Outer space is a hostile environment. In it, cosmic radiation and charged particles emitted by the Sun reach us, as they are not protected by the Earth’s magnetic field . In addition, the human body does not take particularly well to remain in a zero gravity environment for long periods of time . Between muscle atrophy and bone loss, astronauts require long rehabilitation times once they return to Earth after a long stay on the International Space Station.
This is why when we consider sending humans to Mars we must consider what effects the more than 7 months that the outward journey lasts will have on the body of the astronaut team. More than 20 years of continuous occupation of the ISS have taken us a long way, and we now have a much better understanding of the effects that prolonged stays in space have on the human body. But even so, in this environment we still have the protection of the Earth’s magnetic field.
On many occasions, when astronauts land after more than 6 months up there, they can barely walk or stand for more than a few minutes , because their body has lost the ability to withstand Earth’s gravity without problems. When the first humans visit the red planet, they could face similar problems, with the small advantage that Martian gravity is a third of that of Earth , but with the great disadvantage that they do not have a medical team to attend to them after arrival. Therefore, it seems vital to find ways to minimize the impact that this trip will have on the body of the astronauts, but also to be able to prevent which of them will be able to carry it better, due to their health and physical constitution.
With this objective, a team of researchers from the Australian National University has developed a mathematical model to predict, given certain parameters, who would be prepared to carry out the necessary tasks after landing. As indicated by this team, the main concerns, at least as far as physical health is concerned, during a trip of this type, would be the prolonged absence of gravity and exposure to cosmic radiation . Especially the first would be worrying in the short term, because the response given by the body of each astronaut after landing will depend on the start of the mission on the right foot.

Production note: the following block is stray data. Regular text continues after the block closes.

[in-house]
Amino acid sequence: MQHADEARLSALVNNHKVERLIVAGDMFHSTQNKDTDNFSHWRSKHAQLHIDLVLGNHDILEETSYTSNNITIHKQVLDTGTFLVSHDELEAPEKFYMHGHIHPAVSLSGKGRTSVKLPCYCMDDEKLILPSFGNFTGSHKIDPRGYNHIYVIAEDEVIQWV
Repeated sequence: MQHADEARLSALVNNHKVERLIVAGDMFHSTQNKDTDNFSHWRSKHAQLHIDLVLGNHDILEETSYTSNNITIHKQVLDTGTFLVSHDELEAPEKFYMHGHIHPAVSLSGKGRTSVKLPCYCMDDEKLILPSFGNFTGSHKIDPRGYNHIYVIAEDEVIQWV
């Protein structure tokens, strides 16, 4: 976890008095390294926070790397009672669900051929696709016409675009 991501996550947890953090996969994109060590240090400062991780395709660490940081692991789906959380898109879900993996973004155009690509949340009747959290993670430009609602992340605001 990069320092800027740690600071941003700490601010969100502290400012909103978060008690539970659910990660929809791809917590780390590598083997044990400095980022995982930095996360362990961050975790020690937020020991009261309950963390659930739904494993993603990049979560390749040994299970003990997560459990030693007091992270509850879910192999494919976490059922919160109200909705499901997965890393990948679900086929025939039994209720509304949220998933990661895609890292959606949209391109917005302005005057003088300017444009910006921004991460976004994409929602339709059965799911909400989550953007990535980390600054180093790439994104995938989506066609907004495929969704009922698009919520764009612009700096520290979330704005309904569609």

This prolonged absence of gravity would not only affect the bones and muscles, causing them to lose mass and strength, but it would also affect the circulatory system. By not having to fight Earth’s gravity 24 hours a day, your blood capillaries could undergo changes and your heart could lose shape.
The ANU team warns that with the growing number of private companies in the aerospace sector , such as SpaceX or Blue Origin, space will soon become accessible to people rich enough to afford a trip , but perhaps not healthy enough. to resist it . Our body and that of the rest of the living beings that inhabit the Earth, has evolved to adapt to the presence of terrestrial gravity and takes it into account in its operation. That is why it is natural for us to swallow water or food while upright, but not so much if we lie down and why sometimes we notice our feet swollen (with blood) at the end of the day or we feel dizzy if we adopt a position where the head is above under our legs.
In the absence of gravity, the circulatory system sends too much blood to the upper body and this makes our internal system think we have too much fluid . As a consequence, we visit the bathroom more often and drink less, becoming dehydrated in the process.
The developed mathematical model tries to predict if a specific astronaut, given his state of health, will be able to survive the trip to Mars and not suffer from dizziness when he reaches the red planet. This mathematical model has been created from data collected over more than 50 years from hundreds of astronauts , who have visited the International Space Station, but also the Moon during NASA’s Apollo missions.
This model right now is calibrated for middle-aged individuals, between 30 and 60 years old and in good physical shape , since that is the demographic of an average astronaut, however they want to extend it so that it is able to predict the ability of any person to travel to Mars and be operational upon arrival, regardless of the age or physical condition from which it departed. In other words, they want to extend their mathematical model so that it can be used in any “normal and ordinary” person, people like you and me who probably will never visit Mars, but who do not intend to stop dreaming for that.
Lex M. van Loon et al, 2022, Computational modeling of orthostatic intolerance for travel to Mars, npj Microgravity, DOI: 10.1038/s41526-022-00219-2